When you look at the challenges that you jotted down before, think about how you are able to measure what is happening around those improvement initiatives. Do you have too much data or not enough data? The first step in achieving success in this area is to right size your analytics.
The first step in this journey is to understand why you are measuring in the first place. Think about where you want to end up, but also keep this simple if you want to achieve your goals. Have an honest look at where you are right now to determine where you want to be. Don’t judge or try to explain where you are; just come to terms with that reality. The next step is to pick three KPIs to support your business objective and measure them. If you are waiting for perfection, the time will never arrive. Make sure you are agile in your approach so that you can adapt and overcome as required through this process. Remember that this is a marathon rather than a race and that you will need to have some perspective on what your analytics produce. In some cases, it will look worse before it looks better, but understanding this and communicating it to your stakeholders effectively is critical in the improvement initiative.
Looking back at my example, the organization I was with focused on three KPIs that would support our service delivery expectations from the business. We chose volume of requests and incidents, assignment by group, and mean time to resolution. By identifying the baseline metrics, we built a roadmap to improvement based on where we were and where we wanted to be. Part of making this successful was to ensure that the service desk was intimate with the KPIs. To do this, we established scorecards that would be reviewed monthly. Additionally, we ensured that the business goals and KPIs became part of the team’s annual goals and part of performance reviews.
It was also made clear that this was not a goal that would ever be achieved; the needle is always moving. The improvement cycle would be reviewed quarterly to ensure continual service improvements were made.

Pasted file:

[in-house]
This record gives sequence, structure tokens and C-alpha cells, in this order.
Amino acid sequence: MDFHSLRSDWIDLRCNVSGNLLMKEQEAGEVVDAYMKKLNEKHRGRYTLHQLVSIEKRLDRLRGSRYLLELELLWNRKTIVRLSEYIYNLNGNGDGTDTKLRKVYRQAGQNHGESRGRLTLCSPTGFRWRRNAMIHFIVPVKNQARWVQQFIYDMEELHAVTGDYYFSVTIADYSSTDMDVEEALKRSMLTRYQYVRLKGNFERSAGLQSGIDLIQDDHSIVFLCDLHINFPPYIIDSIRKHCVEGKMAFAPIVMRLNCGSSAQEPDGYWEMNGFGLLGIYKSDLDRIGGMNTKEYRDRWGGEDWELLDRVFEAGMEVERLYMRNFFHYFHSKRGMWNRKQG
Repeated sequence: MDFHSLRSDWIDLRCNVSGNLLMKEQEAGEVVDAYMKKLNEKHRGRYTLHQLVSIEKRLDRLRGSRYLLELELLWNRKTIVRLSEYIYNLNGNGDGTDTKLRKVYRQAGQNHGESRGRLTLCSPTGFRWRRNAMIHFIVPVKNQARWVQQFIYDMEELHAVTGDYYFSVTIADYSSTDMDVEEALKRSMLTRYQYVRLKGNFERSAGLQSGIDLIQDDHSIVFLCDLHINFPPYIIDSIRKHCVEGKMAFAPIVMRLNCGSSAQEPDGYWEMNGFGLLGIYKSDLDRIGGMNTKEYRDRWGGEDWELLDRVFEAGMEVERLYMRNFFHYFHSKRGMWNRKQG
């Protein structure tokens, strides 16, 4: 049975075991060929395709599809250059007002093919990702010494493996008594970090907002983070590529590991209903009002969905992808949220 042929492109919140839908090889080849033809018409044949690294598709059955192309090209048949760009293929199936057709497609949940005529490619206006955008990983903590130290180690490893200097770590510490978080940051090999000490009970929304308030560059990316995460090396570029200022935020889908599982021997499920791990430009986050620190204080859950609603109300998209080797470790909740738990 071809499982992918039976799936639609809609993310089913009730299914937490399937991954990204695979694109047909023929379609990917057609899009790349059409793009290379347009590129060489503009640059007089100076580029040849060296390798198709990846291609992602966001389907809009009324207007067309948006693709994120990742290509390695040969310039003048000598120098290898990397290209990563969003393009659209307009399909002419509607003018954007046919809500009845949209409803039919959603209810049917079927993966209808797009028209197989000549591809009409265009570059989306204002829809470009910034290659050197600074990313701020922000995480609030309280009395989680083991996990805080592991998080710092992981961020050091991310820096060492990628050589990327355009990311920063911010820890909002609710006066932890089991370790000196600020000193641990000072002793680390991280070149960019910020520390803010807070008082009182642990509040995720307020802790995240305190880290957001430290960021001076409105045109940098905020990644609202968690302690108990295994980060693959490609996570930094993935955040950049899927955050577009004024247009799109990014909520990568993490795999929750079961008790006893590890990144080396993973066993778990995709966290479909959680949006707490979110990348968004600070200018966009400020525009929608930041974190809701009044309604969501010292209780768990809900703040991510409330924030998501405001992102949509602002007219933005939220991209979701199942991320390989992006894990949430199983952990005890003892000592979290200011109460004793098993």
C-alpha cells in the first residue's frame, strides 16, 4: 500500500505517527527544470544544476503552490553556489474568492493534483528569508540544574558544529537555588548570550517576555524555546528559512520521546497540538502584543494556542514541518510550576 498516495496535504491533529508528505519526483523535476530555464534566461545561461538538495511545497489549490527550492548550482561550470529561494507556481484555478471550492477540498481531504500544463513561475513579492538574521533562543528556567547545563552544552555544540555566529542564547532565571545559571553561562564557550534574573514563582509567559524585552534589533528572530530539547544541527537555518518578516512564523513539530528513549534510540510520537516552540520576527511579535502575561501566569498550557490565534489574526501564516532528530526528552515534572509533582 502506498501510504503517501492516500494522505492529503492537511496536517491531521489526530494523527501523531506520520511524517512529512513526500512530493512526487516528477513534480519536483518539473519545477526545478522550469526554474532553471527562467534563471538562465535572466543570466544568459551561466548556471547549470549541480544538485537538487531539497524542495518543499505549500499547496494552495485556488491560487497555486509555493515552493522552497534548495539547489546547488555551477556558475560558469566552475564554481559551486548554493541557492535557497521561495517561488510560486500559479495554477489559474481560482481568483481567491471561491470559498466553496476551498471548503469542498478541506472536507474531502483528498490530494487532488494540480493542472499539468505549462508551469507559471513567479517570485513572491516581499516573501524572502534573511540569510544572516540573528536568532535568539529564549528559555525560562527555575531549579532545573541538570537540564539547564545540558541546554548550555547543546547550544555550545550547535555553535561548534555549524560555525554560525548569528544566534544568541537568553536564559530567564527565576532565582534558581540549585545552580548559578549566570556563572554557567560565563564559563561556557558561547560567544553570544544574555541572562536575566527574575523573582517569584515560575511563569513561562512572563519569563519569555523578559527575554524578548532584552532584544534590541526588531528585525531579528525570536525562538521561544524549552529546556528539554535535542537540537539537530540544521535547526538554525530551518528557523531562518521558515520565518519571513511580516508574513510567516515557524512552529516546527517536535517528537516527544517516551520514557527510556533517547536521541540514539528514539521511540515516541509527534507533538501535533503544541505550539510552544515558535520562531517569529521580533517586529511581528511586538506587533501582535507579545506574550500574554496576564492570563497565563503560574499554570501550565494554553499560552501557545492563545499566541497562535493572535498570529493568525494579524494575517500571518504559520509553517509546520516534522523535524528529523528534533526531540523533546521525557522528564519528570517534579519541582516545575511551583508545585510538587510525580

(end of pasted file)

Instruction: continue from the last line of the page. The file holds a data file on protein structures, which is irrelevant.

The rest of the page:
Many people immediately assume that communication only accounts for the delivery of information, but communication is a two-way street. The best place to start improving communication is by becoming a better listener. When getting information from the business, repeat what they are saying back to them for clarity. Understanding what they are saying will allow you to properly capture the information. The dialog with the business will ensure that you aren’t capturing details how you think they should be.
Realization 5: Not All Conversations Will Be Easy
In any customer centric role, you will have people who are simply not happy with the service. Shying away from this reality will not help. Get this out in the open, and outline a plan to correct it or prevent it from happening again.
Realization 6: People Like to Be Treated LikePeople
Whenever you can, take some time to ask the people you are supporting how things are going. You will likely find out valuable information that might not otherwise be shared with support resources. When people feel you are genuinely interested in them and not simply attempting to push some IT factoid on them, they are more likely to share information.
Realization 7: Don’t Forget to Communicate Internally
While most improvement initiatives focus on improving communication with the business, don’t forget to communicate internally with your own support teams. Silos exist or develop in the absence of good collaborative climates, so be the champion for that area. This will help to further streamline support as well as improve other service management capabilities that require the collaborative work of all support teams.
When I began with this organization, I knew full well that there were issues in service delivery (the IT team told me so). To quantify the issues and to ensure that I was getting the full picture from the source, I interviewed 100 people from the business to ask them what worked well and what did not.
Unfortunately, far more was wrong than right. But that was ok. I knew where we needed to start and what initiatives needed to be established.
Many of the issues had to do with the fact that there were people on the service desk who did not understand the business activities, who to escalate issues to, or what priority some requests and incidents had. The first step was to re-educate those on the service desk team who needed that help to reduce or eliminate any of those unknowns. Once we got a handle on working better with the business, we implemented a survey. We kept it simple with four or five questions. Each week we would follow up with all participants to let them know that their feedback was appreciated and that we were addressing issues that came up.
Continuous Improvement Is Key
Many of the three improvement streams intersect. The important take away is that we always take the time to look back so that we can move forward to make a lasting improvement. The key is to make small iterative improvements and communicate the successes. Having these discussions allows for transparency and opens dialogue for continued improvement.